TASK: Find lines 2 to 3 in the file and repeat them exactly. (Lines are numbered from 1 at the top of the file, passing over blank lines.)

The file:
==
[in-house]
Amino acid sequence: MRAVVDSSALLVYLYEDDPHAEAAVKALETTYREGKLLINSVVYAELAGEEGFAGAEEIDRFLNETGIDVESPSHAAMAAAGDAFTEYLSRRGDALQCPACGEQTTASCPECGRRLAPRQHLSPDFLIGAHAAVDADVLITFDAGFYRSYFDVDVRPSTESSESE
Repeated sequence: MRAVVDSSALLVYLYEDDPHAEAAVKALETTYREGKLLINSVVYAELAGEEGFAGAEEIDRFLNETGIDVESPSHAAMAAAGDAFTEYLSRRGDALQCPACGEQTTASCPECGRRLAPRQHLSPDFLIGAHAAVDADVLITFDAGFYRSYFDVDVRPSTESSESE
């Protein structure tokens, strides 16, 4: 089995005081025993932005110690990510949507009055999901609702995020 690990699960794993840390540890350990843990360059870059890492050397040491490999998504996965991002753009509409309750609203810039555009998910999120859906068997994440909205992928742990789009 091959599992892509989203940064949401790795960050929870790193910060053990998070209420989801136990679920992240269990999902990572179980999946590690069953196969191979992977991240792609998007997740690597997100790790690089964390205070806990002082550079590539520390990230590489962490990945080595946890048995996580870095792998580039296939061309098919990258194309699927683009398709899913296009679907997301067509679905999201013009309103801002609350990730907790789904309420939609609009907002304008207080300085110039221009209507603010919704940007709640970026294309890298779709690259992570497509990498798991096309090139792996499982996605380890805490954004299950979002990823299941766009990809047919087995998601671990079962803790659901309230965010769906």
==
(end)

Amino acid sequence: MRAVVDSSALLVYLYEDDPHAEAAVKALETTYREGKLLINSVVYAELAGEEGFAGAEEIDRFLNETGIDVESPSHAAMAAAGDAFTEYLSRRGDALQCPACGEQTTASCPECGRRLAPRQHLSPDFLIGAHAAVDADVLITFDAGFYRSYFDVDVRPSTESSESE
Repeated sequence: MRAVVDSSALLVYLYEDDPHAEAAVKALETTYREGKLLINSVVYAELAGEEGFAGAEEIDRFLNETGIDVESPSHAAMAAAGDAFTEYLSRRGDALQCPACGEQTTASCPECGRRLAPRQHLSPDFLIGAHAAVDADVLITFDAGFYRSYFDVDVRPSTESSESE